While political ideology not a factor in attitudes toward COVID-19 vaccines, concerns of side effects and vaccine effectiveness remain
A new BYU study indicates some significant public messaging should be communicated before any COVID-19 vaccines are made available in the US. And with vaccines potentially being approved by the end of the year or early next year, the clock is ticking.
The report, published in the journal Vaccines, shows that 68% of respondents are supportive of being vaccinated for COVID-19, but concerns remain about side effects, sufficient vaccine testing and vaccine effectiveness.
“Messages promoting the COVID-19 vaccine need to alleviate the concerns of those who are already vaccine-hesitant,” said senior study author Brian Poole, a professor of microbiology and molecular biology at BYU. “Vaccine hesitancy is growing and the World Health Organization has already deemed it one of the top threats to global health.”
According to the study, there were two factors that most strongly predicted attitudes toward getting a COVID-19 vaccine:
- How people feel about vaccines in general: If people are generally pro vaccine, they are generally pro COVID-19 vaccine.
- How much of a challenge people believe the pandemic is for America: Respondents who said the pandemic was a severe problem for America were much more likely to want to be vaccinated for COVID-19.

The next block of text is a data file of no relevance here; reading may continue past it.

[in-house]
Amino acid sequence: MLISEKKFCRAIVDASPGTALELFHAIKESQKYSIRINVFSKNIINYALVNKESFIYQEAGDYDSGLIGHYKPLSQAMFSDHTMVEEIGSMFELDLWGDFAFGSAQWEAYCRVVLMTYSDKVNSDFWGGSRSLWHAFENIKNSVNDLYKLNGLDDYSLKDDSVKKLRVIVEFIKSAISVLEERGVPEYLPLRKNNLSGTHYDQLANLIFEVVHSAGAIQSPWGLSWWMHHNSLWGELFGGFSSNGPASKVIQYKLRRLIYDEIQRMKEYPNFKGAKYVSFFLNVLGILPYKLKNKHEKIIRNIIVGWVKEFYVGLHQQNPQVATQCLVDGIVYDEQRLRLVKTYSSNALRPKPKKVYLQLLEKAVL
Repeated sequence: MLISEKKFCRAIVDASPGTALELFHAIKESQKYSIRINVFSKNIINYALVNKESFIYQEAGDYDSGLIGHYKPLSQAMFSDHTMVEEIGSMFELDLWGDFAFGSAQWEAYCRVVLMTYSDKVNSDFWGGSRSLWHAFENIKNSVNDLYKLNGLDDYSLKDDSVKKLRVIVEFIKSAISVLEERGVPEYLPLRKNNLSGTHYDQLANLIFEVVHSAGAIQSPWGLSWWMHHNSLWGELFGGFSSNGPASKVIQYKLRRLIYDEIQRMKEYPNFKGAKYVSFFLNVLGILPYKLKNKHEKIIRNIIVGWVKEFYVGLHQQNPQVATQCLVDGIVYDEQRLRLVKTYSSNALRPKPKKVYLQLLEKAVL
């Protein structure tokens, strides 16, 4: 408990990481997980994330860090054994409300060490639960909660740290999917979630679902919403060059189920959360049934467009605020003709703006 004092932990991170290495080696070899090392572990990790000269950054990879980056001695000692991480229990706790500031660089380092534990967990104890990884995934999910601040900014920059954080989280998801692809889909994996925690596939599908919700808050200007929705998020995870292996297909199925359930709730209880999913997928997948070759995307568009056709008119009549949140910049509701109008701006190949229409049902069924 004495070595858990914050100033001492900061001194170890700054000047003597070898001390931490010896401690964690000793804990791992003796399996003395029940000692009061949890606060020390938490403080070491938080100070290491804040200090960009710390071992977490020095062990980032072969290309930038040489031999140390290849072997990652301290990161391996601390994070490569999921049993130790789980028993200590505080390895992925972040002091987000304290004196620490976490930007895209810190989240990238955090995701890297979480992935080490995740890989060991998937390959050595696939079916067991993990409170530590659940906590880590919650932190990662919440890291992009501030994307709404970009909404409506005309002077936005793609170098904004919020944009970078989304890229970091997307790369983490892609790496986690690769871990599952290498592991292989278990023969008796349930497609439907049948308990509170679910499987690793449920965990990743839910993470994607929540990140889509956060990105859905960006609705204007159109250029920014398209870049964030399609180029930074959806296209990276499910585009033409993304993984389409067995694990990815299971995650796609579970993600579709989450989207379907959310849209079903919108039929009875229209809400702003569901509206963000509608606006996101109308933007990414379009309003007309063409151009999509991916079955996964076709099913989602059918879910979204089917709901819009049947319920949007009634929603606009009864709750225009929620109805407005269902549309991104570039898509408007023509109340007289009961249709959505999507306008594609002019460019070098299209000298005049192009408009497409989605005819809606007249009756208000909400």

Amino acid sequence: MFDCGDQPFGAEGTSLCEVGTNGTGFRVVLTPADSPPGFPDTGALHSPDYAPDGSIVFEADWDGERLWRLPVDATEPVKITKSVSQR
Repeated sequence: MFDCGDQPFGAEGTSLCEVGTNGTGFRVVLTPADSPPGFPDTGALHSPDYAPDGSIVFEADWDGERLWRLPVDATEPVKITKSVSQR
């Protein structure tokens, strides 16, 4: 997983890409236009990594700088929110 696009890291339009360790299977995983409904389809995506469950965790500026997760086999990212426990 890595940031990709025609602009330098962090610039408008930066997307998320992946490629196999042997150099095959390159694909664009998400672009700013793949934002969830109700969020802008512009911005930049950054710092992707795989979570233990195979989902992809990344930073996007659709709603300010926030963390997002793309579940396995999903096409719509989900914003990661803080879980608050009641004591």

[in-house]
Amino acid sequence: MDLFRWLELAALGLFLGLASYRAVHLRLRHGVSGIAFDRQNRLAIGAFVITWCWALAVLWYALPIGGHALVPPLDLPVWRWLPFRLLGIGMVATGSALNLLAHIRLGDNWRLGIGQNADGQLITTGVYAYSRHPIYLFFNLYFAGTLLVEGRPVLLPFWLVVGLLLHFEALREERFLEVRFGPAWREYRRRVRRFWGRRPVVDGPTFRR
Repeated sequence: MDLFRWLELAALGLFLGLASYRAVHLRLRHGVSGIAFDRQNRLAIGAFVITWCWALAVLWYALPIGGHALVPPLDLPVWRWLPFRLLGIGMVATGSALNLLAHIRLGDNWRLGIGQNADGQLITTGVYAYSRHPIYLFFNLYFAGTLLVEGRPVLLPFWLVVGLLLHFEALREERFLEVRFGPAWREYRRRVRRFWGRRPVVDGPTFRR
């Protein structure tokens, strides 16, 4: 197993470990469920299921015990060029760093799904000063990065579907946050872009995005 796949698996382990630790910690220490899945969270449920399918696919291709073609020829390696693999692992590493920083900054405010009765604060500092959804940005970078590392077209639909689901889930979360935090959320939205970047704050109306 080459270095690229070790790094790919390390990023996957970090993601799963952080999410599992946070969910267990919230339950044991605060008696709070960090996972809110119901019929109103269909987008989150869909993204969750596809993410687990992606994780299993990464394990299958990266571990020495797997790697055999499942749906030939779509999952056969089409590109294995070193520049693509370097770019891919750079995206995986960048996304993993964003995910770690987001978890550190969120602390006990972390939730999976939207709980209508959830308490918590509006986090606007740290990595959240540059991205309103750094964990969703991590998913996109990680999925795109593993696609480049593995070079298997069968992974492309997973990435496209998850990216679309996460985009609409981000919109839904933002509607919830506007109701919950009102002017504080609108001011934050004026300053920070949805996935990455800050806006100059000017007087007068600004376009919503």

Perhaps surprisingly in today’s current climate, the researchers found no causal relationship between political ideology and attitudes toward the COVID-19 vaccine.
“Public health messaging regarding COVID-19 vaccination should be less about the individual need for vaccination and more about the country and how to get it back to where it needs to be,” Poole said. “It also needs to address vaccine hesitancy head on and demonstrate how vaccines are safe.”
The study also concludes that enough time should be taken to address concerns about both short- and long-term side effects before a vaccine is released.
According to previous research, roughly 10% of Americans are anti-vaccine (meaning they refuse to get vaccinated under any circumstance), but a growing number are vaccine-hesitant, roughly 10-25%. Vaccine hesitant individuals tend to want to “spread out vaccinations” and say they will get vaccinated for some diseases, but not all of them.
The current study survey was administered to respondents across the United States, with participants selected by age, race and sex to reflect national census data. Structural Equation Modeling was used to analyze the relationships of several factors with attitudes toward potential COVID-19 vaccination.
“It is critical that we understand the potential barriers to vaccine uptake prior to the release of a COVID vaccine,” said study coauthor Jamie Jensen, BYU professor of biology. “By understanding these barriers, we can design publicity strategies that will speak directly to the potential issues and hopefully get out ahead of any public dissent. With a vaccine being the most powerful weapon we have to end this global pandemic, the knowledge from this study is absolutely critical.”
BYU undergraduate Kendall Pogue was first author on the study. Additional BYU undergraduate and graduate students served as co-authors, as did professors Jamie Jensen and Bradford Berges.